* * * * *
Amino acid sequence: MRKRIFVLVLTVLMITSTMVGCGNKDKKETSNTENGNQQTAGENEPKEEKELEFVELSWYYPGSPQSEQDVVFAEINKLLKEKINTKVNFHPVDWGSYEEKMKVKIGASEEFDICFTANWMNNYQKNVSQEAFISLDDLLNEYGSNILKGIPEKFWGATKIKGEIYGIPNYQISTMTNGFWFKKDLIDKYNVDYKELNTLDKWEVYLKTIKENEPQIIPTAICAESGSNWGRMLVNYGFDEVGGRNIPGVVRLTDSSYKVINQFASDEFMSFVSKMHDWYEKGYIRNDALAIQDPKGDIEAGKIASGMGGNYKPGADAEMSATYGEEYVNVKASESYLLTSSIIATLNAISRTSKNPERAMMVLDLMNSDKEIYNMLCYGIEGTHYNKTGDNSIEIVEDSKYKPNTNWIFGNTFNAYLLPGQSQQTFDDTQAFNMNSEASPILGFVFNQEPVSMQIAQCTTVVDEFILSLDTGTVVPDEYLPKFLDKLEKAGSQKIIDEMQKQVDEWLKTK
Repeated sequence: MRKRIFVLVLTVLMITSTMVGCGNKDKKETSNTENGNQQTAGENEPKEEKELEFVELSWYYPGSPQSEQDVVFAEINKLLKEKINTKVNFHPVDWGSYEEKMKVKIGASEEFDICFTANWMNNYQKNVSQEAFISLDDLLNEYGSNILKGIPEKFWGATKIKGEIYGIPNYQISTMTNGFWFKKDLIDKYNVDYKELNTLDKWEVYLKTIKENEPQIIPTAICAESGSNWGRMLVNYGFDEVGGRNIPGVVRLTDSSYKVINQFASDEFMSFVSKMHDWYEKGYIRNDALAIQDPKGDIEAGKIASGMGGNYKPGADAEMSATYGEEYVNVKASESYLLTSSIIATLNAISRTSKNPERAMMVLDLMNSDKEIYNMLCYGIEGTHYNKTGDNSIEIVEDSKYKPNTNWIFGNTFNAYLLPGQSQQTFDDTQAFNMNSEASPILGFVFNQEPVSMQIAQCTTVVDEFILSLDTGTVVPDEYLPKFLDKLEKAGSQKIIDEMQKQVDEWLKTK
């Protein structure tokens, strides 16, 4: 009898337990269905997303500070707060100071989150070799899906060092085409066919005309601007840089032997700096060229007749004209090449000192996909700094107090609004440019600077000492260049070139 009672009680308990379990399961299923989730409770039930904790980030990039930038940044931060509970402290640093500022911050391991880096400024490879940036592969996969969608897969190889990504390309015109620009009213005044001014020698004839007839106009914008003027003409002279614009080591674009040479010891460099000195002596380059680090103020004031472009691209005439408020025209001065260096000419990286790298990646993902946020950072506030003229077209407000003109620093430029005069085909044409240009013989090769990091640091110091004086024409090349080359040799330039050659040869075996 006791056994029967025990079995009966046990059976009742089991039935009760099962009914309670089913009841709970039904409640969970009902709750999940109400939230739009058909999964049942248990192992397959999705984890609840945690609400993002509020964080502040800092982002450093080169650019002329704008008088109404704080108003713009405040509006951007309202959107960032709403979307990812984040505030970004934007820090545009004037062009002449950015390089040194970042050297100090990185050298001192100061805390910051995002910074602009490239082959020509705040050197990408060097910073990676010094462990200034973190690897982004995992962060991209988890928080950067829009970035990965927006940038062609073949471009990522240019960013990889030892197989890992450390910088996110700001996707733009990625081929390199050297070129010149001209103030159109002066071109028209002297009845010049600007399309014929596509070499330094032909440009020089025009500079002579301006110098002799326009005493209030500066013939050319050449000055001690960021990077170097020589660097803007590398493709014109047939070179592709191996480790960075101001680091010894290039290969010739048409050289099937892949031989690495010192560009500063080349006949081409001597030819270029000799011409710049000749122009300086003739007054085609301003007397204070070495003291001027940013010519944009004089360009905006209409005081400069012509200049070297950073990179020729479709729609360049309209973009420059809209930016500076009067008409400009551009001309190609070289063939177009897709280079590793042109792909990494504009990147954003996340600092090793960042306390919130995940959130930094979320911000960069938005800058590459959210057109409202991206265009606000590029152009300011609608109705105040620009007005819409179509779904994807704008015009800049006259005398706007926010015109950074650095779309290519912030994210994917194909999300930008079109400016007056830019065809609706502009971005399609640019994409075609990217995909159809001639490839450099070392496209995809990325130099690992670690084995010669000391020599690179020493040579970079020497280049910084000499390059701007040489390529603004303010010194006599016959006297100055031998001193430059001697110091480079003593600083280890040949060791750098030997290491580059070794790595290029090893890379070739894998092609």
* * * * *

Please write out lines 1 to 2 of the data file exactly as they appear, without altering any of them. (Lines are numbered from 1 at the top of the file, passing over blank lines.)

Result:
Amino acid sequence: MRKRIFVLVLTVLMITSTMVGCGNKDKKETSNTENGNQQTAGENEPKEEKELEFVELSWYYPGSPQSEQDVVFAEINKLLKEKINTKVNFHPVDWGSYEEKMKVKIGASEEFDICFTANWMNNYQKNVSQEAFISLDDLLNEYGSNILKGIPEKFWGATKIKGEIYGIPNYQISTMTNGFWFKKDLIDKYNVDYKELNTLDKWEVYLKTIKENEPQIIPTAICAESGSNWGRMLVNYGFDEVGGRNIPGVVRLTDSSYKVINQFASDEFMSFVSKMHDWYEKGYIRNDALAIQDPKGDIEAGKIASGMGGNYKPGADAEMSATYGEEYVNVKASESYLLTSSIIATLNAISRTSKNPERAMMVLDLMNSDKEIYNMLCYGIEGTHYNKTGDNSIEIVEDSKYKPNTNWIFGNTFNAYLLPGQSQQTFDDTQAFNMNSEASPILGFVFNQEPVSMQIAQCTTVVDEFILSLDTGTVVPDEYLPKFLDKLEKAGSQKIIDEMQKQVDEWLKTK
Repeated sequence: MRKRIFVLVLTVLMITSTMVGCGNKDKKETSNTENGNQQTAGENEPKEEKELEFVELSWYYPGSPQSEQDVVFAEINKLLKEKINTKVNFHPVDWGSYEEKMKVKIGASEEFDICFTANWMNNYQKNVSQEAFISLDDLLNEYGSNILKGIPEKFWGATKIKGEIYGIPNYQISTMTNGFWFKKDLIDKYNVDYKELNTLDKWEVYLKTIKENEPQIIPTAICAESGSNWGRMLVNYGFDEVGGRNIPGVVRLTDSSYKVINQFASDEFMSFVSKMHDWYEKGYIRNDALAIQDPKGDIEAGKIASGMGGNYKPGADAEMSATYGEEYVNVKASESYLLTSSIIATLNAISRTSKNPERAMMVLDLMNSDKEIYNMLCYGIEGTHYNKTGDNSIEIVEDSKYKPNTNWIFGNTFNAYLLPGQSQQTFDDTQAFNMNSEASPILGFVFNQEPVSMQIAQCTTVVDEFILSLDTGTVVPDEYLPKFLDKLEKAGSQKIIDEMQKQVDEWLKTK